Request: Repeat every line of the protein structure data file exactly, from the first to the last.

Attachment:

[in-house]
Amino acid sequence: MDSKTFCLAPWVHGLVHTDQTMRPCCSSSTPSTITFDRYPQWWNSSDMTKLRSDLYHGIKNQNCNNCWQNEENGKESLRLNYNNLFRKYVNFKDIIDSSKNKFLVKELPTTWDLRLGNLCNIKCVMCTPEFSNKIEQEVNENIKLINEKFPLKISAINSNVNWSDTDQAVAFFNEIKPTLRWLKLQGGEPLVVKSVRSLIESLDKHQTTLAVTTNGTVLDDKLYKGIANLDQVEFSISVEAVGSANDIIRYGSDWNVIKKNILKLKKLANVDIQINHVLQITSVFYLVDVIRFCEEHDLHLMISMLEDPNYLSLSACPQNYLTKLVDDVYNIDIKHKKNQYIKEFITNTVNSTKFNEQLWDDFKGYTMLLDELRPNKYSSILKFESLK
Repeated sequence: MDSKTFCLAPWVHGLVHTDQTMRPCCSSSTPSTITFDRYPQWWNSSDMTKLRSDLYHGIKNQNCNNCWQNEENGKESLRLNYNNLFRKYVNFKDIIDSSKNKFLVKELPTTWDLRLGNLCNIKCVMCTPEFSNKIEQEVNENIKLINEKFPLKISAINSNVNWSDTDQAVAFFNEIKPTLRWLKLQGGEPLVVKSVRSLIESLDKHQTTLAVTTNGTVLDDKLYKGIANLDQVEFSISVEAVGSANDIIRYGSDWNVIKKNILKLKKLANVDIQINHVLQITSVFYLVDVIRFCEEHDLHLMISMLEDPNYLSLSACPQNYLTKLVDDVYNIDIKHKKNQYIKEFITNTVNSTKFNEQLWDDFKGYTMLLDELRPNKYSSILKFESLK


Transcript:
[in-house]
Amino acid sequence: MDSKTFCLAPWVHGLVHTDQTMRPCCSSSTPSTITFDRYPQWWNSSDMTKLRSDLYHGIKNQNCNNCWQNEENGKESLRLNYNNLFRKYVNFKDIIDSSKNKFLVKELPTTWDLRLGNLCNIKCVMCTPEFSNKIEQEVNENIKLINEKFPLKISAINSNVNWSDTDQAVAFFNEIKPTLRWLKLQGGEPLVVKSVRSLIESLDKHQTTLAVTTNGTVLDDKLYKGIANLDQVEFSISVEAVGSANDIIRYGSDWNVIKKNILKLKKLANVDIQINHVLQITSVFYLVDVIRFCEEHDLHLMISMLEDPNYLSLSACPQNYLTKLVDDVYNIDIKHKKNQYIKEFITNTVNSTKFNEQLWDDFKGYTMLLDELRPNKYSSILKFESLK
Repeated sequence: MDSKTFCLAPWVHGLVHTDQTMRPCCSSSTPSTITFDRYPQWWNSSDMTKLRSDLYHGIKNQNCNNCWQNEENGKESLRLNYNNLFRKYVNFKDIIDSSKNKFLVKELPTTWDLRLGNLCNIKCVMCTPEFSNKIEQEVNENIKLINEKFPLKISAINSNVNWSDTDQAVAFFNEIKPTLRWLKLQGGEPLVVKSVRSLIESLDKHQTTLAVTTNGTVLDDKLYKGIANLDQVEFSISVEAVGSANDIIRYGSDWNVIKKNILKLKKLANVDIQINHVLQITSVFYLVDVIRFCEEHDLHLMISMLEDPNYLSLSACPQNYLTKLVDDVYNIDIKHKKNQYIKEFITNTVNSTKFNEQLWDDFKGYTMLLDELRPNKYSSILKFESLK